How to Repair Your Dryer

Dryer machine lint trap

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Before calling a technician to repair your dryer, you might be pleased and even surprised to learn that you can do many repairs yourself. In contrast to your washing machine, the dryer is a simpler device that is lighter in weight. This means that even critical dryer repairs that involve removing the drum are relatively easy. Many issues are as easy to solve as cleaning out a vent, while others require only a few minor adjustments.

The type of tools you will need will vary depending on the repair. Generally, you will use basic household tools that you may already own, such as a cordless drill, Phillips head screwdriver, pliers, putty knife, shop vacuum, and shop light. To open some panels, you may need to purchase a hex nut driver set.

Basics of How Dryers Work

Clothes dryers depend on three actions happening at the same time: warm air flowing in; clothes tumbling; and moist air being expelled. If any one of these actions fails, the entire process fails. Clothes may be warm but not dry. Or they may be slightly dry due to the tumbling action, but mostly wet because air is not flowing in and out.

If one of these processes fails, the other two processes may become overloaded, causing damage or even a fire. This is especially the case with dryer venting. If the vent is blocked or otherwise failing, at any point from the dryer to the home's exterior, this may cause a fire.

Important Safety Instructions

As high-voltage appliances, electric dryers do present a great danger to the do-it-yourself repair person. Follow all safety instructions. In order to generate enough heat to dry and tumble clothes, electric dryers use twice the amount of voltage (240V) than is found in common household outlets. You will see this on the electrical service panel, with a dryer circuit breaker that is twice as big as the other circuit breakers. Always take care to flip off this circuit breaker and unplug the machine before undertaking any repairs.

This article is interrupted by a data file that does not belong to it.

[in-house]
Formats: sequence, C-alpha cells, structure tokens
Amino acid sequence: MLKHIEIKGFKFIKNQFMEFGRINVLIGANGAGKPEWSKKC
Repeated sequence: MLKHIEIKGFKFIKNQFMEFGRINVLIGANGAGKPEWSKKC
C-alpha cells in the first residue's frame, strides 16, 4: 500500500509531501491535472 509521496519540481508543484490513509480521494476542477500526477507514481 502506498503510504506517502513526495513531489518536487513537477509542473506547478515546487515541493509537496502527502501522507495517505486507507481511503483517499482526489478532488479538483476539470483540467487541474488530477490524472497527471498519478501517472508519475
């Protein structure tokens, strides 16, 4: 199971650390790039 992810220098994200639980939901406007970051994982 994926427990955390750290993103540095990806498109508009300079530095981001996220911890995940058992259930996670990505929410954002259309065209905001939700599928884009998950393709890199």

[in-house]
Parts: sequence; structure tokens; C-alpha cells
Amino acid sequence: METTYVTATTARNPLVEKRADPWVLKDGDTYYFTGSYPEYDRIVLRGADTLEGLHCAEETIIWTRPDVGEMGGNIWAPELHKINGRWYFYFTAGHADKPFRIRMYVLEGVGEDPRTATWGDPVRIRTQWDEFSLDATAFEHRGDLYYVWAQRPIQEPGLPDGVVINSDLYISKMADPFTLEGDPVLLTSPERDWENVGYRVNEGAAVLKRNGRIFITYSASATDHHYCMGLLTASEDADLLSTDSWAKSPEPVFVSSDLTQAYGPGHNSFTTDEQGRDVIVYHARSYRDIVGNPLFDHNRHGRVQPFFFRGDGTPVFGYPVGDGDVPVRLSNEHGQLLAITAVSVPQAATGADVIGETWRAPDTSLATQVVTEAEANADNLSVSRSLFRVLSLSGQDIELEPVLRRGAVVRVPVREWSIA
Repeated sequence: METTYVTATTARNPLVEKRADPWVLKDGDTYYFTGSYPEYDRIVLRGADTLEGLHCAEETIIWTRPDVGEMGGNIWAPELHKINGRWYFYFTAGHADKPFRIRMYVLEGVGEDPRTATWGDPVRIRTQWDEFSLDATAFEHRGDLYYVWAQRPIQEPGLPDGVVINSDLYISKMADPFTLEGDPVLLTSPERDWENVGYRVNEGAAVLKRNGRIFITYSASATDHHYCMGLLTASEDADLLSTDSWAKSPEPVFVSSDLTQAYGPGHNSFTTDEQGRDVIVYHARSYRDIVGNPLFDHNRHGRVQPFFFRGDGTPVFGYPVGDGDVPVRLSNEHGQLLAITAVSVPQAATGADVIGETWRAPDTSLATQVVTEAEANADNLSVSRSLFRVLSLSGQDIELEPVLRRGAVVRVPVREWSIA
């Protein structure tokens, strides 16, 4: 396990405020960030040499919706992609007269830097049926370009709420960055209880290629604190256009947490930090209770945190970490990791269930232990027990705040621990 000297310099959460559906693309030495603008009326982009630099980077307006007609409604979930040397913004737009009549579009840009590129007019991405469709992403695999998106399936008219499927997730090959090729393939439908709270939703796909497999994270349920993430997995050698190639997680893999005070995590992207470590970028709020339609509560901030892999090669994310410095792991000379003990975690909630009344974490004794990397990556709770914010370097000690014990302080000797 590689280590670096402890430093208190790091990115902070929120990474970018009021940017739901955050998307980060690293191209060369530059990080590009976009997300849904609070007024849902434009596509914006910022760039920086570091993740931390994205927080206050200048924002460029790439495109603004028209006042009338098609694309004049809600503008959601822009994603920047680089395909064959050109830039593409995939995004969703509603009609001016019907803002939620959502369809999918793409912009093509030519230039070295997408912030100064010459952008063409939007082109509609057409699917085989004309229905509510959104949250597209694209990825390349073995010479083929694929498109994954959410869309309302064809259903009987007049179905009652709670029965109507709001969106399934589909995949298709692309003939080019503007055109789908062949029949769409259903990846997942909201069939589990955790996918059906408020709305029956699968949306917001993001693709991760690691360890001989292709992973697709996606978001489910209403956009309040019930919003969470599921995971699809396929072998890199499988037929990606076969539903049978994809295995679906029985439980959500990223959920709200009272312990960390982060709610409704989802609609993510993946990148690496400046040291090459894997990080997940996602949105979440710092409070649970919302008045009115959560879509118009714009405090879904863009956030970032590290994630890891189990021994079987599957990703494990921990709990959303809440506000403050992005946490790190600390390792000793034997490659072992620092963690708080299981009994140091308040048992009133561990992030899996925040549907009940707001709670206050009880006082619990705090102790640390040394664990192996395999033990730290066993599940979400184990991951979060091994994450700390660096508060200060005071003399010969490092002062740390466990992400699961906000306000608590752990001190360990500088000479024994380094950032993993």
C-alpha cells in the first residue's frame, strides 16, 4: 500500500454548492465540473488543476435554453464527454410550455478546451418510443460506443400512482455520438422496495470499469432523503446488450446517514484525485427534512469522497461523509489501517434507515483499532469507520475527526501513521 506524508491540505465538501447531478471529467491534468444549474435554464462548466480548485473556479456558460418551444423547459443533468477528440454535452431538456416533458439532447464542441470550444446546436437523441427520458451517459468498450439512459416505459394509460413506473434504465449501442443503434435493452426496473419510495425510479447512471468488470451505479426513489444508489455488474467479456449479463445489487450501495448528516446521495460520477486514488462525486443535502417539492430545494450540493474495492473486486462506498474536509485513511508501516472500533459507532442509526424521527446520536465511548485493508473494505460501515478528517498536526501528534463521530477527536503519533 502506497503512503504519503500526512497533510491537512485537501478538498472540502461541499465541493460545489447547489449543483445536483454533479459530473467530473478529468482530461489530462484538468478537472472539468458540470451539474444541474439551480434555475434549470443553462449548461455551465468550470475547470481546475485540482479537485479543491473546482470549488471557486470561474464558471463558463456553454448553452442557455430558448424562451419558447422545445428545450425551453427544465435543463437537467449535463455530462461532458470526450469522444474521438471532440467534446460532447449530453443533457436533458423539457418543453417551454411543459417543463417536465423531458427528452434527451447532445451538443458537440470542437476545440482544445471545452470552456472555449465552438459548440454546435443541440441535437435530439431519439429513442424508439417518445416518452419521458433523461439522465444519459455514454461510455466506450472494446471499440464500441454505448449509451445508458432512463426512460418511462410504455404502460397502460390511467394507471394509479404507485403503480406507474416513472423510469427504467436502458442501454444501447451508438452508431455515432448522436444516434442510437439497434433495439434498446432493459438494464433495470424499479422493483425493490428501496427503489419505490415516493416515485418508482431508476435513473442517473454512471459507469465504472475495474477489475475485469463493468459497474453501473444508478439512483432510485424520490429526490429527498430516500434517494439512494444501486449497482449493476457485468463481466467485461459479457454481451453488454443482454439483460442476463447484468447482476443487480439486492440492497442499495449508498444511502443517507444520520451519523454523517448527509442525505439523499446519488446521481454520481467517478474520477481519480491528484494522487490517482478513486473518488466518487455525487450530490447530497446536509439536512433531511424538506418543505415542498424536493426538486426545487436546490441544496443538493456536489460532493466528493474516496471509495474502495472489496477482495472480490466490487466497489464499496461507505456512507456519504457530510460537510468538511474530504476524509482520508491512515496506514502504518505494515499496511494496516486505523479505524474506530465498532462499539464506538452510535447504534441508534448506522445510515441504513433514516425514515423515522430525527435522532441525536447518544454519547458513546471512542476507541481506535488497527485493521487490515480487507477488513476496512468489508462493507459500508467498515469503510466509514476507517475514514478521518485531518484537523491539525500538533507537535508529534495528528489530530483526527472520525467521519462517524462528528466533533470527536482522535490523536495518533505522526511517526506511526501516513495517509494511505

• 01 of 05

    Dryer Produces No Heat or Does Not Heat Up Enough

    1. Turn machine to a heating cycle: Check to make sure that your dryer is on a drying cycle that includes heat. An air-only cycle will not adequately dry the clothing.
    2. Clean the lint filter: If your lint filter is clogged, heated air will not freely flow through the drum, slowing the drying cycle. Clean the lint filter and dispose of the lint.
    3. Clean vent tube: The rigid metal or corrugated foil vent tube that leads to the exterior may be clogged. Remove and shake it to force the lint out.
    4. Have your circuit breaker checked: It's possible that the circuit breaker powering your dryer has failed. Have it checked and, if necessary, replaced by an electrician.
    5. Determine if the heating element is working: Electric dryers use a single- or multi-coil element to heat air. The air is drawn into one end of the element, heated, then passed out the other end and into the drum. If the element is not working, air cannot heat up.
  • 02 of 05

    Dryer Will Not Start

    1. Check cord, plug, and receptacle: Because of the dryer's high voltage draw, the cord and peripheral items such as the plug and receptacle may become melted. If you discover this, do not use the dryer until you can entirely replace all affected items.
    2. Check door actuator: For your dryer to start, both your dryer door actuator and door switch must be working. Located on the door itself, the actuator is little more than a spring-loaded metal finger that pushes into the door switch. This is an easily available cheap item that is simple to replace.
    3. Check door switch: The door switch is a fairly inexpensive electrical device located in the dryer. The actuator finger pushes the switch when the door is closed to tell the dryer that it can begin working. Check this item with a multi-meter for electrical continuity. If this is not working, replace this item.